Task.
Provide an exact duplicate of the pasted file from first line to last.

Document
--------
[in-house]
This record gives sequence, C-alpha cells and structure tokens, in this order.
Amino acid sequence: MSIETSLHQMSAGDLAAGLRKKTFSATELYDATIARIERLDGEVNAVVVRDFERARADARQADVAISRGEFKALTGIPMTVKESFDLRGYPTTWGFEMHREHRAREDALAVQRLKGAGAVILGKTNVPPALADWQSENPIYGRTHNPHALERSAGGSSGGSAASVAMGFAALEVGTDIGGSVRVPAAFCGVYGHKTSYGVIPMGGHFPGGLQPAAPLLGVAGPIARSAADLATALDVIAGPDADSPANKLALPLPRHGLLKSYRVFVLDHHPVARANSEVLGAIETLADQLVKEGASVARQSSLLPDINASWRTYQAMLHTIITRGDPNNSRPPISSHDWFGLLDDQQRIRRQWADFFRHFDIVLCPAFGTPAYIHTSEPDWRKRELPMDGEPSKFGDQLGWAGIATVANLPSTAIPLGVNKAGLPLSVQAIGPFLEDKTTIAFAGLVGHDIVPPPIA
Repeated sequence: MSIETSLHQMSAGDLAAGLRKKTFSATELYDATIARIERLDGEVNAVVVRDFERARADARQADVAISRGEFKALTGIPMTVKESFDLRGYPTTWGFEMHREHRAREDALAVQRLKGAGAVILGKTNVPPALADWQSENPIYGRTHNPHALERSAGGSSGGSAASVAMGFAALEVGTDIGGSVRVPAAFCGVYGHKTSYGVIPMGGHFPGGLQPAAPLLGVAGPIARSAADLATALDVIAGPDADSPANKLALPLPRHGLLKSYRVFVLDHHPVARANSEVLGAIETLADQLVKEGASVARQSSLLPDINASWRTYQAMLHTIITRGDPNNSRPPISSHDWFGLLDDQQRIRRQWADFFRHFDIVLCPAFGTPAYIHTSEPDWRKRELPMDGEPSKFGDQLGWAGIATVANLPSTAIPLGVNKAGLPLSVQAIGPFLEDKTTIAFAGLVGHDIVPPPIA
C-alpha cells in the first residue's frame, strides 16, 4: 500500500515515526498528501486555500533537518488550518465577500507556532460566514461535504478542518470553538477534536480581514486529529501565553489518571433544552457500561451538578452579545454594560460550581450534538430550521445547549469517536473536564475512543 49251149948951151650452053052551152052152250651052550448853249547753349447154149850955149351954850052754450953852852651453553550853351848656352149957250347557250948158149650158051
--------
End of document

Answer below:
[in-house]
This record gives sequence, C-alpha cells and structure tokens, in this order.
Amino acid sequence: MSIETSLHQMSAGDLAAGLRKKTFSATELYDATIARIERLDGEVNAVVVRDFERARADARQADVAISRGEFKALTGIPMTVKESFDLRGYPTTWGFEMHREHRAREDALAVQRLKGAGAVILGKTNVPPALADWQSENPIYGRTHNPHALERSAGGSSGGSAASVAMGFAALEVGTDIGGSVRVPAAFCGVYGHKTSYGVIPMGGHFPGGLQPAAPLLGVAGPIARSAADLATALDVIAGPDADSPANKLALPLPRHGLLKSYRVFVLDHHPVARANSEVLGAIETLADQLVKEGASVARQSSLLPDINASWRTYQAMLHTIITRGDPNNSRPPISSHDWFGLLDDQQRIRRQWADFFRHFDIVLCPAFGTPAYIHTSEPDWRKRELPMDGEPSKFGDQLGWAGIATVANLPSTAIPLGVNKAGLPLSVQAIGPFLEDKTTIAFAGLVGHDIVPPPIA
Repeated sequence: MSIETSLHQMSAGDLAAGLRKKTFSATELYDATIARIERLDGEVNAVVVRDFERARADARQADVAISRGEFKALTGIPMTVKESFDLRGYPTTWGFEMHREHRAREDALAVQRLKGAGAVILGKTNVPPALADWQSENPIYGRTHNPHALERSAGGSSGGSAASVAMGFAALEVGTDIGGSVRVPAAFCGVYGHKTSYGVIPMGGHFPGGLQPAAPLLGVAGPIARSAADLATALDVIAGPDADSPANKLALPLPRHGLLKSYRVFVLDHHPVARANSEVLGAIETLADQLVKEGASVARQSSLLPDINASWRTYQAMLHTIITRGDPNNSRPPISSHDWFGLLDDQQRIRRQWADFFRHFDIVLCPAFGTPAYIHTSEPDWRKRELPMDGEPSKFGDQLGWAGIATVANLPSTAIPLGVNKAGLPLSVQAIGPFLEDKTTIAFAGLVGHDIVPPPIA
C-alpha cells in the first residue's frame, strides 16, 4: 500500500515515526498528501486555500533537518488550518465577500507556532460566514461535504478542518470553538477534536480581514486529529501565553489518571433544552457500561451538578452579545454594560460550581450534538430550521445547549469517536473536564475512543 49251149948951151650452053052551152052152250651052550448853249547753349447154149850955149351954850052754450953852852651453553550853351848656352149957250347557250948158149650158051